One Summer America 1927, a book writtenby Bill Bryson, was the inspiration for this Reminisce column, and one of the most enjoyable books I have read in a long time. It is hefty, a 562 pages, but chock full of fascinating information about a forgotten summer when America came of age, took center stage, and changed the world forever.
I have extracted some of the information Bryson has gathered on Babe Ruth, Lou Gehrig, and the remarkable season. “Ruth in 1927 was the best paid player in baseball and proud of the fact. He had a three-year contract at $70,000 a year…On his pay, newsmen calculated, Ruth could buy a new car every week or a new house every month.
“All the fans in all the cities were drawn by the same thing – a chance to see Babe Ruth in the flesh, and ideally to watch him swat a ball into the firmament. That Ruth was locked in a seesaw battle with the youthful upstart Lou Gehrig for the home run championship brought the kind of excitement that made people crush their hats in distraction. There had really never been anything like it. At mid-August, Gehrig – impossibly, unprecedentedly – led Ruth by 38 homeruns to 36. But Ruth came back with towering clouts in Chicago on August 16 and 17, to draw level. Gehrig went one up again on August 19, against the White Sox, but Ruth matched that the next day in Cleveland to put them even again at 39.
“By now people were practically having heart attacks. On August 22, Babe hit his fortieth, Gehrig tied him two days later. Ruth hit his forty-first and forty-second on home runs on August 27 and 28, in St. Louis. Gehrig came back with a three-run shot in St. Louis on August 29. Two days later, back in New York against the Red Sox, Ruth hit the last home run of the month for either player. Ruth had 43 home runs and Gehrig had 41.”
I also learned that in 1927, Babe Ruth starred in the movie Babe Comes Home with Anna Q. Nilsson. It was a silent, black and white baseball comedy produced by the First National Film Company. The film is considered a lost film, which means that it “is no longer known to exist in any studio archives, private collections, or public archives.” I did locate a short clip of Babe Ruth’s 60th home run in 1927. (www.youtube.com/watch?v=MOt0Tmwc2Rk)
Baby Ruth Candy Bar
While researching, I decided to check out the “Baby Ruth” candy bar. It was not named for Babe Ruth and has a controversy all its own. I can’t effectively condense the explanation from Wikipedia, so here is exactly what I found:
“Although the name of the candy bar sounds like the name of the famous baseball player Babe Ruth, the Curtiss Candy Company traditionally claimed that it was named after President Grover Cleveland’s daughter, Ruth Cleveland. The candy maker, located on the same street as Wrigley Field, named the bar ‘Baby Ruth’ in 1921, as Babe Ruth’s fame was on the rise, over 30 years after Cleveland had left the White House, and 17 years after his daughter, Ruth, had died. The company did not negotiate an endorsement deal with Ruth, and many saw the company’s story about the origin of the name to be a devious way to avoid having to pay the baseball player any royalties. Curtiss successfully shut down a rival [candy] bar that was approved by, and named for, Ruth, on the grounds that the names were too similar.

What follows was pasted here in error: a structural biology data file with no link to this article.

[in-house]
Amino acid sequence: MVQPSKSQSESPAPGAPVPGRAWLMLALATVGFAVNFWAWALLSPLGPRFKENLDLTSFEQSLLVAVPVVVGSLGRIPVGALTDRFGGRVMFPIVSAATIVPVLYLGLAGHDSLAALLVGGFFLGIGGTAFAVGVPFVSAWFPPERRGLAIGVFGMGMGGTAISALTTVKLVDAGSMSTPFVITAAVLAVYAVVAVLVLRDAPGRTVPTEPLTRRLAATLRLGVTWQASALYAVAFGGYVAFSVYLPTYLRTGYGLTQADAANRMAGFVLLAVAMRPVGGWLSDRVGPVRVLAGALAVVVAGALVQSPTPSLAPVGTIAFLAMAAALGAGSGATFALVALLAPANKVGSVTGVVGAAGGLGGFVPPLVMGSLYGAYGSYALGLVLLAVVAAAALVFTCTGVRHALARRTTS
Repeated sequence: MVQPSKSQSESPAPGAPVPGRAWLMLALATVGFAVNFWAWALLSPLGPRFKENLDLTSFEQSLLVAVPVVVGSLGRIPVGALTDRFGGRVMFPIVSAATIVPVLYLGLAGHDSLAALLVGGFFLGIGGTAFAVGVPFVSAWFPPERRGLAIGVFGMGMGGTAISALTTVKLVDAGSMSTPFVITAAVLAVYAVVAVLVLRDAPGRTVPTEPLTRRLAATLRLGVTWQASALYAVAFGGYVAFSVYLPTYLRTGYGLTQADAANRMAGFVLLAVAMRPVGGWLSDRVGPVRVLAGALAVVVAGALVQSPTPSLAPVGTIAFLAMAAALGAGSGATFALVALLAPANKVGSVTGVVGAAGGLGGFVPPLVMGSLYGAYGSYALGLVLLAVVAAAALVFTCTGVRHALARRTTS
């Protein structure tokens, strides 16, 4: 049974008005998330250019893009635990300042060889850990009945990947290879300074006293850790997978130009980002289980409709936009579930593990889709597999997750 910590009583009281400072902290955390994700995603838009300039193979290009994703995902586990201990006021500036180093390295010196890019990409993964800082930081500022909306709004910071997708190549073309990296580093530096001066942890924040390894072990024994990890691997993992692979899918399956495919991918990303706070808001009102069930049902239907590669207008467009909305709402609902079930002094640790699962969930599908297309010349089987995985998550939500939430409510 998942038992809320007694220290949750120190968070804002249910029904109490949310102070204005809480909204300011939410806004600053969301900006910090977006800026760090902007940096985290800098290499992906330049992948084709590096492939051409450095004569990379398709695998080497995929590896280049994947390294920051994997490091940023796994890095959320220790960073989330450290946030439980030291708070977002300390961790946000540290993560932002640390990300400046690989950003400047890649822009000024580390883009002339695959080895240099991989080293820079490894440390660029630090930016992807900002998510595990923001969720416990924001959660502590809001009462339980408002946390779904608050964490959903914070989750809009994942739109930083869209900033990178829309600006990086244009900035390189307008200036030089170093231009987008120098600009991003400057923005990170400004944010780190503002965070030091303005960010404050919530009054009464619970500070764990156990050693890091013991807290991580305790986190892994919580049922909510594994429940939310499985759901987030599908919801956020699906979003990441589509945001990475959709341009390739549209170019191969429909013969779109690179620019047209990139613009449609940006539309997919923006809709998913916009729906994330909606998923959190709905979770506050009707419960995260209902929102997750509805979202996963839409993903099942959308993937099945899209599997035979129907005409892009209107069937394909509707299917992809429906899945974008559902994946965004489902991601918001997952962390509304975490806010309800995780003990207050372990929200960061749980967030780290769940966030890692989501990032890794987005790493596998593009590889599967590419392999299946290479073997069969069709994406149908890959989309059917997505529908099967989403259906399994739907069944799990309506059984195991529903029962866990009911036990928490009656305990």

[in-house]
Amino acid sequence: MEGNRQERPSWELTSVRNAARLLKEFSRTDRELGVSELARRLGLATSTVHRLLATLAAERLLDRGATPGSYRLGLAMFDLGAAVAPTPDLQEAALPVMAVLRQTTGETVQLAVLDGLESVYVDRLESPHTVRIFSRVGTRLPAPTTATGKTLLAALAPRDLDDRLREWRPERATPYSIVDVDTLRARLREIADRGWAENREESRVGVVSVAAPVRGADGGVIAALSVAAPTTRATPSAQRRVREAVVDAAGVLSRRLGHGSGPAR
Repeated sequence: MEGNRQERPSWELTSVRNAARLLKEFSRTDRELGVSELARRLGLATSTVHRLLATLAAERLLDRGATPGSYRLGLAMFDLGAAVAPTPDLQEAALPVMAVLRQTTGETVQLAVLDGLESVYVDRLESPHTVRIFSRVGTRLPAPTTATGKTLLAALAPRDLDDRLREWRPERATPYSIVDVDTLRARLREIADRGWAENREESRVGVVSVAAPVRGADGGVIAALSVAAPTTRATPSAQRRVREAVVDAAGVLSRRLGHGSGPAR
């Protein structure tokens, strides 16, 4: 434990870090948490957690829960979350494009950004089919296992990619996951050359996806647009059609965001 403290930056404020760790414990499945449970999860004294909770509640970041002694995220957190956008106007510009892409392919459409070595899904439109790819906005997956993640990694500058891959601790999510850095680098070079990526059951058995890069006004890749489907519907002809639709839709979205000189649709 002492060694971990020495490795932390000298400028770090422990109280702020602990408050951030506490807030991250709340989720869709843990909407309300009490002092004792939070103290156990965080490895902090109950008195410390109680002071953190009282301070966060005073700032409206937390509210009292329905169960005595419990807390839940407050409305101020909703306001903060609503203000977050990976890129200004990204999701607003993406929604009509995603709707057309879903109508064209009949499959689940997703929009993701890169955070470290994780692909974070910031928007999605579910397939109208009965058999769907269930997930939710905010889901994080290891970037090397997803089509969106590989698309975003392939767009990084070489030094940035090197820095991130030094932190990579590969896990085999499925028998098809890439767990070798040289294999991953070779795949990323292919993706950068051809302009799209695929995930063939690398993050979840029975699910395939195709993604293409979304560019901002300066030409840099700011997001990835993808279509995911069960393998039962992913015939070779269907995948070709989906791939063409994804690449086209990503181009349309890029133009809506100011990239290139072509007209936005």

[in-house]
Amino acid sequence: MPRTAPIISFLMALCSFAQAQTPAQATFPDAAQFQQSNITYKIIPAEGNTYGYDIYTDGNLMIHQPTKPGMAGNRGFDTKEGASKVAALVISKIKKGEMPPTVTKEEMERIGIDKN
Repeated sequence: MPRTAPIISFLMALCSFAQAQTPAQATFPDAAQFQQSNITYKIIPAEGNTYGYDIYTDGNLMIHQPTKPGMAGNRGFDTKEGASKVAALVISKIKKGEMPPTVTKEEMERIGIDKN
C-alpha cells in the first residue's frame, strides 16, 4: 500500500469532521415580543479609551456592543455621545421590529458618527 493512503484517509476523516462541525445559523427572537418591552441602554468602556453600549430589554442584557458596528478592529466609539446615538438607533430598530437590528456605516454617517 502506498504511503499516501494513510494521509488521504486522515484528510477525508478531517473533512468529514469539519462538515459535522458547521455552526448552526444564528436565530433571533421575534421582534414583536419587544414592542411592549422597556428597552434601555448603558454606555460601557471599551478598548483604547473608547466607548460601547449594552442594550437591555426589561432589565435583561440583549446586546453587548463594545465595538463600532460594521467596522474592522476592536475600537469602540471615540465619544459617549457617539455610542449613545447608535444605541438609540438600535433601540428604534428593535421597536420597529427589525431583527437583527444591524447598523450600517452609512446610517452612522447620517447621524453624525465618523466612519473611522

“In the trivia book series Imponderables, David Feldman reports the standard story about the bar being named for Grover Cleveland’s daughter, with additional information that ties it to the President: ‘The trademark was patterned exactly after the engraved lettering of the name used on a medallion struck for the Chicago World’s Columbian Exposition in 1893, and picturing the President, his wife, and daughter Baby Ruth.’ He also cites More Misinformation, by Tom Burnam: ‘Burnam concluded that the candy bar was named … after the granddaughter of Mr. and Mrs. George Williamson, candy makers who developed the original formula and sold it to Curtiss.’ (Williamson had also sold the ‘Oh Henry!’ formula to Curtiss around that time.) The write up goes on to note that marketing the product as being named for a company executive’s granddaughter would likely have been less successful, hence their ‘official’ story.”
I am constantly amazed at the unique connection Itasca County has with famous and influential people back during a time when mass travel was limited to the Model T and its contenders, and communication with the outside world was limited to newspapers and magazines.
The final two stories of the resort series for 2021 will appear in the October 10, and October 24 issues of the Grand Rapids Herald-Review. To see archived Resorts with a History, check out my blog chrismarcottewrites.com.